Stepping into the gym, a student quickly attaches her wrist sensor. As she approaches the machine, she plugs in her headphones, but not for music.

As she sits down and prepares to lift,  a soft voice speaks into her ear, “Last week you did 10 reps at 80 pounds. This week, try 10 more pounds.”

This is not the workout scene of the newest sci-fi blockbuster, but the future of fitness that is coming to the Algonquin Fitness Zone early next year in the form of Gymtrack.

It’s an innovative technology that uses a series of sensors to automatically track your movements and progress as you work out, allowing you to focus more on your workout without having to keep track of the details.

“Elite athletes use these types of things already but they use sensors that are more expensive and more complicated. We’re bringing that to the masses,” said Pablo Srugo, co-founder of Gymtrack and a graduate from the economics program at Carleton University.

The Algonquin Fitness Zone will be the site for the beta version of Gymtrack. Students will be able to grab a wrist sensor free of charge after they sign up to the Gymtrack app and website, and then have their workouts and progress tracked automatically.

The sensors read your movements and weights to build algorithms, analyzing various metrics such as force, tempo, explosiveness and many others. As they gather more data through their alpha and beta tests, eventually the algorithms will even be able to help you correct your form.

“You’ll be able to see a pattern and know that that is the perfect bicep curl,” said Srugo.

While some personal trainers have voiced worry to Srugo, he believes that if anything it will improve the personal training experience for both the trainer and the trainee.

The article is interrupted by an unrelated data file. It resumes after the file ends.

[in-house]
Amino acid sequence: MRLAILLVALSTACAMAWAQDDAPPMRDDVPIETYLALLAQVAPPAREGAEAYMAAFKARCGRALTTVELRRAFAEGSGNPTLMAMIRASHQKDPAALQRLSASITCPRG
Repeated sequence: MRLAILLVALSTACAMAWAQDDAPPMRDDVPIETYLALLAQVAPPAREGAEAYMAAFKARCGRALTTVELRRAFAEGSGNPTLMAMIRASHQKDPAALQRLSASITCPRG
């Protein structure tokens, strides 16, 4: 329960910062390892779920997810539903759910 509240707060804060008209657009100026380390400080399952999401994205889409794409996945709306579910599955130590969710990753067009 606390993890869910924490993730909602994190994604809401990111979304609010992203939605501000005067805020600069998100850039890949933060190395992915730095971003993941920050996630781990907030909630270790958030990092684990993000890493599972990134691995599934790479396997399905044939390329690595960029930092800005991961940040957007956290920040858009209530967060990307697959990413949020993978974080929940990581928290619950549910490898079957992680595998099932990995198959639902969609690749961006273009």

“A lot of what a personal trainer has to do is marking down the weights people do and the reps. That is not what people become a personal trainer for,” said Srugo.

With Gymtrack, trainers no longer have to jot down notes and can now focus on the value that they truly bring to clients, which is motivation, advice and suggestions.

Srugo and his longtime friend Lee Silverstone, a graduate from the health sciences program at the University of Ottawa, thought of the idea of Gymtrack just 12 months ago. A year later, they just returned from a trip to Silicon Valley where they were voted top pitch by various publications in the 500 Startups program without even ever having applied to the program.

 “Lee was just pitching people left right and centre,” said Srugo. “Then someone told him he should talk to Dave McClure (who runs 500 Startups, a program that connects promising startups with investors, partners and a large mentor network to help them develop) and we didn’t even know who he was. So Lee pitches him on Friday. On Saturday they met again for drinks and he basically said that our idea was awesome, we were now in 500 startups, here’s $100,000 dollars in investments, come to Silicon Valley on Monday.”

But things haven’t always been so smooth.

“It has its ups and downs. At the beginning when you’re doing proof of concept and you’re trying out eight different sensors to see if they work, you’re wondering if it will even work at all,” said Srugo.

With the help of 500 Startups, Gymtrack has recently completed its first round of financing, garnering about $750,000 in anticipation of expansion. They’ve gone from having a single cubicle to having 11 full-time employees, two of which were hired on through Algonquin’s Applied Research and Innovation (ARI) department.

“At the end of my term with ARI, I just came in the next Monday and kept working,” said Tristan Marquis-Huer, a recent graduate of the software development program at Algonquin.

The ARI department matches clients with students based on their needs and skill sets, and allows them to get paid, real-world experience that is directly related to their field.

Marquis-Huer works on both the app and the website, and is extremely excited to watch Gymtrack grow. “It puts the pressure on but I don’t really worry about it,” he said.

“It’s a good experience and gives you a chance to work in your field,” said Kelly Seay, a graduate of the graphic design program.

Seay was hired on as a graphic designer for Gymtrack after she worked for them through ARI for four months. She primarily helps create posters, sales and marketing materials.

Srugo emphasizes that Gymtrack isn’t just for the hardcore weightlifters.

“When you first start it’s a great way to keep track of things and not get intimidated,” he said.

Gymtrack will arrive at the Fitness Zone early next year.